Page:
Denton a village in South Norfolk, England

Denton in World War Two

Apart from those Denton residents who saw active war service (details of the one man who, sadly, did not return are recorded in our War Memorial page), there were two specific ways that the war impacted (no pun intended) the village.

The Norfolk Aircraft Carrier

Following the United States' entry into the war late in 1941, East Anglia found itself rapidly covered by a large number of US Army Airforce bases. There were over 20 in Norfolk alone. The nearest to Denton was Hardwick, just across the parish boundary in Topcroft and Hempnall parishes. There, from September 1942, first B25 Mitchell medium bombers and then B24 Liberator heavy bombers conducted daylight bombing missions. But there were other US bases not very far away at Seething, Flixton and Thorpe Abbots.

First there was the disruption caused by the loss of farming land and the construction of the bases. Then the challenge of supplying and supporting the bases and their personnel. The arrival of thousands of, predominantly young male, US servicemen must have had a considerable impact on the local social scene. Some details of how Denton handled this situation appear on the Brief History page.

Two Near Misses

There is no record of any bombs being dropped in the neighbourhood of Denton during the war. By the time the nearby airfields, which might have attracted enemy interest, had been built the ability of the Luftwaffe to mount bombing raids was much diminished. However, for a very brief period in 1944 a much more terrifying weapon threatened the village.

In September 1944 Germany revealed its new "terror" weapon to succeed the V1 Flying Bomb. Medium range ballistic missiles - V2 rockets - were launched for the first time. Fired from mobile launch sites in Belgium and the Netherlands and carrying a one ton warhead, the initial targets were London and Paris.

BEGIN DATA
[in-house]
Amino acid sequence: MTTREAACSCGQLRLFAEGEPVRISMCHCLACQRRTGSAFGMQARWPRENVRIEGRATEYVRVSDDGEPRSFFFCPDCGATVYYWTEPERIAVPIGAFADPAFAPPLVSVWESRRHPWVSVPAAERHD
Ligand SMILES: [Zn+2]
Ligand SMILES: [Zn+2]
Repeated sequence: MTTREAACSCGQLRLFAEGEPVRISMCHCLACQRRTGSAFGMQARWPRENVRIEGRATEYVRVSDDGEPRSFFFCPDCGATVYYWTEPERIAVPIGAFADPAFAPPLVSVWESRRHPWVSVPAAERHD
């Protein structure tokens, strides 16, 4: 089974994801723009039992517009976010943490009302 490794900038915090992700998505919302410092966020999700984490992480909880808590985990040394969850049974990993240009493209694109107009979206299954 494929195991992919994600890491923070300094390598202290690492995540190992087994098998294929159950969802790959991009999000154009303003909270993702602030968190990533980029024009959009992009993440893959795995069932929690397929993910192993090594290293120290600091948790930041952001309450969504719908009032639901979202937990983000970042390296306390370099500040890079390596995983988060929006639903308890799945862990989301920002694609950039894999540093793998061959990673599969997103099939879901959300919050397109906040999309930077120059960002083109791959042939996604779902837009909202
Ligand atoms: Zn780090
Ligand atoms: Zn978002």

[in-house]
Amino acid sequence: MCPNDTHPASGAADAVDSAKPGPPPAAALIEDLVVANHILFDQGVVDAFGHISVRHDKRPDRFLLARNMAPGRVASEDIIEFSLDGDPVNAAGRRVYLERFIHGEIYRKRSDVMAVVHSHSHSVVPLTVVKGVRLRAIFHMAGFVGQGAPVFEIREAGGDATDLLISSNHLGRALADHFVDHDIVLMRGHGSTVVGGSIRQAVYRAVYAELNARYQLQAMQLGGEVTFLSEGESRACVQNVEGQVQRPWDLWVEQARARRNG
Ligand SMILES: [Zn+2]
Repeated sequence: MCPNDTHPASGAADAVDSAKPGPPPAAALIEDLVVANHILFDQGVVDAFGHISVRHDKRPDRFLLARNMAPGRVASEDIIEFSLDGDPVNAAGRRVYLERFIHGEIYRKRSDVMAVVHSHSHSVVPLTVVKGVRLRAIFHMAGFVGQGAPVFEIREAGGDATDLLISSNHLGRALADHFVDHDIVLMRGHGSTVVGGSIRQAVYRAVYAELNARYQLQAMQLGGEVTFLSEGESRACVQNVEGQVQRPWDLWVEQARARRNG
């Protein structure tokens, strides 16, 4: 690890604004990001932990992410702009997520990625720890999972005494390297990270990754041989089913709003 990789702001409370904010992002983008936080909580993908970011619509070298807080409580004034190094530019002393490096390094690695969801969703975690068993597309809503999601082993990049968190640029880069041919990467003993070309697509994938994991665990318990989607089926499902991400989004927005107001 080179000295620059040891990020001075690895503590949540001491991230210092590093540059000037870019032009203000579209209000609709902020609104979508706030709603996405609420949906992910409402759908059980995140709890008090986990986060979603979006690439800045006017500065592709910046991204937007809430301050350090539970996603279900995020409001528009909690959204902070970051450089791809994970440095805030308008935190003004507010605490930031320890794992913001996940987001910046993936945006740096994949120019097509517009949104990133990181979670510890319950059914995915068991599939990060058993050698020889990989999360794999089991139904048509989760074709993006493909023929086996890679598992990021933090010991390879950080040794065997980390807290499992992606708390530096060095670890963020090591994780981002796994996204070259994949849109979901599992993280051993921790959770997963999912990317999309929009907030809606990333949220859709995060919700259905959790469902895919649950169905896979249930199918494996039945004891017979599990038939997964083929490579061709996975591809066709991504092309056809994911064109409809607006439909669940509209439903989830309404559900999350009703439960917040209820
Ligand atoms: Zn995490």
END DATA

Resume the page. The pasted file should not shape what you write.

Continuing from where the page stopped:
The first rockets were launched on September 8th. Later in the month the only other major British towns within range, Norwich and Ipswich, were added to the list. Between 26th September and 12th October 29 V2s, launched from Rijsterbos in the Netherlands, hit Norfolk.

The guidance system for the rockets was very primitive so only three of the rockets aimed at Norwich actually exploded in the city. The rest landed over a wide area of the county including two in this area.

It is hoped to obtain some more information about both these incidents.

Unlike bombing raids or even the earlier V1 attacks, the V2s, travelling faster than the speed of sound, gave no warning of their approach. There was no chance of anyone seeking shelter. They really were terror weapons. Luckily for Norfolk, by the middle of October the advance of the Allied forces from Normandy had forced the Germans to switch targets to the key port of Antwerp, though launches against London continued. Then the Germans were forced to retreat into Germany itself and London was out of range. The last V2, of the 3,172 used, was launched on 28th March 1945.

A comprehensive record of the V2 campaign is available from the V2 Rocket Website.

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